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Extended Learning Environments to the Forefront

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By in Content Development, Mobile, Professional Development, Software, Tools on .

Delivering Mobile Content

Mobl21 mobile learning content publishing

We know that students are accessing instructional content online more than ever before, but most recently; the mobile learning trend is also becoming common. For many instructors it is still a challenge to provide online content that is also readily accessible through mobile devices.  For Moodle users, for example, the challenge is lessened by installing the MLE-Moodle plug-in component which allows instructors to make lessons, self-assessments/quizzes, surveys, forums, wikis and other mobile learning objects available to students with very little effort.   To most of us, who depend on a specific course management system to deliver content to students, contrary to common belief, our options are not limited and the “connected anywhere” trend should not surprise or scare us. We should be glad to have many options to deliver our instructional content, and that these options allow us to deliver content and expect dynamic interaction from our students.  The “Semantic Web” has certainly opened the doors to facilitate “user-led” media consumption and the students’ need to produce and create content that enhances their learning.  This is a very exciting opportunity for instructors as we have now in our hands the mechanisms that will assist students in the enrichment of their own learning as they practice retrieval methods of important learning material.  All we have to do is find the right tools that will do the job well and introduce those tools to our students.

Mobl21The flexibility, portability and relative ease of use of some of the tools available for producing online mobile learning content are important to note; however, the design of the content for mobile consumption is much more important to talk about.  I have been recently looking at Mobl21, a product from Emantras, a company that specializes in e-learning content development for fortune 500 companies and leading higher education textbook companies, such as Cengage, Mc Graw Hill and Pearson Education.  The most interesting aspect of the usage of this mobile delivery technology is not the technology itself, but the model used for delivery. The idea is that instructors will only deliver context accompaniment and “smaller nuggets of learning consumption” to support the user-led environment so inherent in mobile learning consumption.  After reviewing their product, I decided not to mention the technology itself because I did not see it as important as the idea of content presentation model for students in mobile environments; which is really what mobl21 is doing well:  simple learning asset delivery to mobile with just-in-time, user-led access anywhere.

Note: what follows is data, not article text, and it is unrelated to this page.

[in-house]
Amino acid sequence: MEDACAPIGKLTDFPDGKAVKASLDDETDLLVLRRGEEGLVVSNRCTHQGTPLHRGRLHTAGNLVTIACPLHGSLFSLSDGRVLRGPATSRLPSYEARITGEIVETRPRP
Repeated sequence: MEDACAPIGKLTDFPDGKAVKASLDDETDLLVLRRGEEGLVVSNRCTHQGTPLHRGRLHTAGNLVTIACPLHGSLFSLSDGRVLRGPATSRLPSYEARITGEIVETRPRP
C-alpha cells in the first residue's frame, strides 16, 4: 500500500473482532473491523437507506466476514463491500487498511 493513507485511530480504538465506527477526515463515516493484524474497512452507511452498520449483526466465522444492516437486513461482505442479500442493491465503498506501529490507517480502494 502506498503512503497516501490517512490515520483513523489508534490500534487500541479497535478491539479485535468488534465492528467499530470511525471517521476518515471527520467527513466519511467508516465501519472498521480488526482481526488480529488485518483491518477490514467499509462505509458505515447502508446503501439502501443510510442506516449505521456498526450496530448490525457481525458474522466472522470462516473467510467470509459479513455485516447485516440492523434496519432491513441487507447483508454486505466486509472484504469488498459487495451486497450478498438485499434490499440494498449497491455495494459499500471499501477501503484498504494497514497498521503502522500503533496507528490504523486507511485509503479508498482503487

Apple’s iPad Unleashes New Mobile Learning Content Delivery Innovation

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By in Content Development, Mobile, Software, Tools on .

With the launch of Apple’s iPad, some e-learning content providers already see a tremendous opportunity to migrate content to this new interactive touch platform. One of these content providers is  a progressively innovative new company named Inkling.

Inkling web site

Inkling web site

Inkling, a software platform development company that delivers e-learning experiences to mobile devices, plans to distribute its software solution to content providers, educators, and textbook publishers who are looking to make learning content easily available through mobile devices, and especially to the ipad.  The Inkling platform promises to deliver a new interactive and richly enhanced digital textbook experience for students.  The idea behind enhancing the digital textbook experience goes beyond making content available through mobile devices; it is giving student options to connect to the content in a new personal way that is both engaging and fairly familiar.

The advent of mobile e-learning content is still going through growing pains; we are still learning and discovering new ways to engage students using these new technologies. The problem with these new innovative mobile content delivery methods still remain the same; a one size fits all solution does not exist.   Students may be habitual users of mobile technology, but this does not necessarily imply that they possess significant preference over its usage beyond interpersonal communications and entertainment.

I do applaud the innovative efforts of new companies like Inkling. According to a recent press release, Inkling will make its software and many e-learning content titles available free of charge this fall 2010 to K-12 schools. Higher learning institutions need to keep an eye on the evolution of these technologies as new generations of students become more familiar with this type of learning content consumption.